SONGS OF THE CITYSCAPE
“Songs of the Cityscape” is a fortnightly photo journal based on the colourfully paradoxical city of Dhaka. Here we live and breathe in a melting pot of contradictions, joy, despair and solitude. Embark upon this journey with us as we seek to bring to light the many faces of Dhaka through photos and vignettes.
Photo: KAZI TAHSIN AGAZ APURBO, Story: AHMAD IBRAHIM
The people of this city wear masks. Some that gleam under the yellowing-moon brightness of street lamps, others that melt like wax under the sun, creating a trail of embarrassed pretence with each footstep its owner takes. And, rarely, you might be fortunate enough to come across a discarded mask in some blind alley where dogs come seeking solitude in the night. Upon examination, these masks appear rusted with tear-tracks running down hollow eye-slits.
The people of this city have masks for every occasion. The corporate mask for feigned concern and the nocturnal mask for dinner parties where bottles seem more accepting than the people. Sometimes the masks stay on long after the need to put on a show has passed. They begin to meld in with the features of their occupants. The wax twists up to form raised eyebrows that look on in haughty disregard and curls about the ends of red lips to form an expression of permanent disdain. The masks soon start talking- they speak in long sentences and animated voices but tell very little. They crouch around bottomless cauldrons of conversation in the hopes that their voice resonates the loudest in penthouse apartments and the flashy interiors of designer cars. And, too often, the masks reproduce; copulate insatiately with our fear of facing the darkness alone and our greater fear of treading into the cleansing light.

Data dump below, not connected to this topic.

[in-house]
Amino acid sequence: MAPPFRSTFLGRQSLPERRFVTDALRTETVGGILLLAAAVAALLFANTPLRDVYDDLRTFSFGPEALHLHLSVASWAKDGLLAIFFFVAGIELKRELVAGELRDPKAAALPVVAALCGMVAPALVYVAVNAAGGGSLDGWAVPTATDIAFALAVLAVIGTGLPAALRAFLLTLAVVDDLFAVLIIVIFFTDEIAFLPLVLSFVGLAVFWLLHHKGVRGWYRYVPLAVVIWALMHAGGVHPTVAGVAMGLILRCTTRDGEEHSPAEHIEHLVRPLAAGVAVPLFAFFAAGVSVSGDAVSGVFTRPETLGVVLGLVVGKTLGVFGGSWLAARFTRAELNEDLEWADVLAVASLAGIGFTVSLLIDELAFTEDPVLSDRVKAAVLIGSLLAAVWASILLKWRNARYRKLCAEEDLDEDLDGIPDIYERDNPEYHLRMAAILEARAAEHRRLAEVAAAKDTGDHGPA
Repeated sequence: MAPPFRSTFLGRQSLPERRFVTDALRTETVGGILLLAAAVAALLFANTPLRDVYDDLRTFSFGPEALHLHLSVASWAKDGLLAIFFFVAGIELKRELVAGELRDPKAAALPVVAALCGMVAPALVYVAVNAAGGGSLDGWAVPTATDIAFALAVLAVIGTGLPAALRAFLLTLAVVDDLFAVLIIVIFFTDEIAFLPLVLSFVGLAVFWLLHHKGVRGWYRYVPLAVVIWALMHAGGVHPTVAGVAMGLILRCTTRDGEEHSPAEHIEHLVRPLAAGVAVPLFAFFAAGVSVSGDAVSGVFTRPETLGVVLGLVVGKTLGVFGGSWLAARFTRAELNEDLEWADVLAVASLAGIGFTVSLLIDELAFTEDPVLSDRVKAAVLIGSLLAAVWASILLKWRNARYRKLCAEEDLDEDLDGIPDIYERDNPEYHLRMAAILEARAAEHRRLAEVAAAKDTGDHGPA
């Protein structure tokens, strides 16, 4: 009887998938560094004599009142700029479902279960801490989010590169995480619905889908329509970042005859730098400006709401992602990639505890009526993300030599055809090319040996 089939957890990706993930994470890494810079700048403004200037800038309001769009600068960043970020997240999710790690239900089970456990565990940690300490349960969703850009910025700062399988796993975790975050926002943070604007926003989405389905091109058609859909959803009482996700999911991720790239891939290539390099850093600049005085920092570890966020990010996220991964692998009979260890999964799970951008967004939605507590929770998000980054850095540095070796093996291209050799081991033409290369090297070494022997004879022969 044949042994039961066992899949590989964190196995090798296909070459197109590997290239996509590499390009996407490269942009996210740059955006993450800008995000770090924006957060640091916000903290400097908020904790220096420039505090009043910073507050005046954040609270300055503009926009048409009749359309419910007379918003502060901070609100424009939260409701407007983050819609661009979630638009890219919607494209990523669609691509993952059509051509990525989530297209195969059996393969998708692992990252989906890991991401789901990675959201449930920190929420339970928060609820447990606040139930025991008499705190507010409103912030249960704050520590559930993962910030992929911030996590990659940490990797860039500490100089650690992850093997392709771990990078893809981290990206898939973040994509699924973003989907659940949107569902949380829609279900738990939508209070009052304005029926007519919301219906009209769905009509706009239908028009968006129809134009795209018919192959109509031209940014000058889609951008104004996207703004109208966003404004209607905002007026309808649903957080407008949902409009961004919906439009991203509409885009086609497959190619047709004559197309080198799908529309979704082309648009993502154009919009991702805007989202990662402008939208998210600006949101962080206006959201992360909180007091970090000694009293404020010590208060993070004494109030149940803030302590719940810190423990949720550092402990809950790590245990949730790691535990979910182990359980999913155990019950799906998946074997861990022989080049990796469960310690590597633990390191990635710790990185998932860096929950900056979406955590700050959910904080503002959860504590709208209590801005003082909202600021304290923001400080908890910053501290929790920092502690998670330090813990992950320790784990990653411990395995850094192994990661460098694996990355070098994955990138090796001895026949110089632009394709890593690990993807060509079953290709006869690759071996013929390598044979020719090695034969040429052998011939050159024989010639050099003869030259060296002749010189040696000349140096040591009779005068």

The people of this city wear masks that are quite difficult to discern. The magenta plumes of their headdresses could very well be the light catching hair at an awkward angle and the candle-wax smile could be the resigned smile of a postman forced to work on a holiday. The people of this city make their own masks, meticulously so. But sometimes they also decide to put on their spectacles and gaze at this city. And inside the trembling frames the masks disappear and the lenses become tinted with the reality of life snaking through Dhaka's many tunnels like a jolt of electricity on blue waters. And for the infinitesimal moment that the shades stay on the many layers of paint and sweat of the city become clear- the hopes that rise and fall with the autumn leaves, the joy that resonates in the birds songs, the emptiness that billows with the wind during a storm. But all too soon the shades come off and that portrait of Dhaka is lost, discarded as the figment of an imagination that has been stuck for too long at the intersection trying to sell cotton candy to strangers.